The Fall of Hyperion by Dan Simmons

Friday, August 20, 2010

Book Review Format

I'm going to try a new format for my book reviews to make them more uniform and hopefully less rambling.  I'll use this post to explain the new set up:

Book Talk: This is where I'll give the summary of the book and try to pique your interest in the plot.

Rocks My Socks:  This is the where I'll discuss the parts of the book that I really enjoyed--the reasons why I'd recommend it. 

Rocks In My Socks:  This is where I'll discuss the parts of the books that really irritated me, both big and little.  See what I did with the phrasing there, aren't I clever?

Every Book Its Reader: This is comes from Ranganathan's five laws of library science; it is the third law. This is where I'll discuss who I'd recommend the book to based on interests, genre, age range, etc.  The framing of this section in Raganathan's laws is to remind me that even though I might not love a certain book, there's someone out there who will.  My opinion isn't any more important or right than anyone else's.  This is why I'll try to state clearly what I did and didn't like about a book so that it's easier for someone to identify whether those would be pros or corns for them personally instead of just giving a book a star rating of my own personal preference.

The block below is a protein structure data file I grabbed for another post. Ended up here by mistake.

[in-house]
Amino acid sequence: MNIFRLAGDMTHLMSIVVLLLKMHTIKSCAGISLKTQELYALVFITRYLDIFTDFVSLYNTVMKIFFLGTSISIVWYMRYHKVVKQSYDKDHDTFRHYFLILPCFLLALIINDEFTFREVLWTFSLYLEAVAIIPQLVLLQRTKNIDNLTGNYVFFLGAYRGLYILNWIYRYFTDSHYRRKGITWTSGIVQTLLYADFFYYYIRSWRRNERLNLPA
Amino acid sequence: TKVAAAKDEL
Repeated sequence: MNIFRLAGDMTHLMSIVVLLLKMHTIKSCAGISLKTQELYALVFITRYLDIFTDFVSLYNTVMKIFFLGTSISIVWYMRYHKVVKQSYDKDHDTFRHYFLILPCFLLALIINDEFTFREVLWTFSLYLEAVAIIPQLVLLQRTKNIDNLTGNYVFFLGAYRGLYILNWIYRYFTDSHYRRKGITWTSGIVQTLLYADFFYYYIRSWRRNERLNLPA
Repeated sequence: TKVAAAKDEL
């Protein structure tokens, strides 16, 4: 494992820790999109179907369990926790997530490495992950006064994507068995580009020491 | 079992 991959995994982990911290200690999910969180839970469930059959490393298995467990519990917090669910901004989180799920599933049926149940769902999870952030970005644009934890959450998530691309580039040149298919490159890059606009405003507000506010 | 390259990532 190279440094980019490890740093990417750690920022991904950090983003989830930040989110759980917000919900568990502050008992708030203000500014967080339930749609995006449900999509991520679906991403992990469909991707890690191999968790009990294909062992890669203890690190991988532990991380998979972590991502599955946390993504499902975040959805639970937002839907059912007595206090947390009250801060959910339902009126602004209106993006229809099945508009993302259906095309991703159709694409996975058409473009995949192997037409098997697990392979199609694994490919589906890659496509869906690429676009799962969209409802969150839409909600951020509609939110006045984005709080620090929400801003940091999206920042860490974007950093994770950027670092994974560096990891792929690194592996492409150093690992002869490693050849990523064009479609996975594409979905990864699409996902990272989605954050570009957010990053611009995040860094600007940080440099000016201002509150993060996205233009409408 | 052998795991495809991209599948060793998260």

So that's it, the new format.  With work and school starting on Monday and Wednesday, respectively I don't know how much free reading I'll be doing, but I still have quite a few books from these last couple of weeks of summer to review so at least those will be nice and organized, and organization always makes me happy so that's good. 

Sunday, August 15, 2010

Book review catch-up part II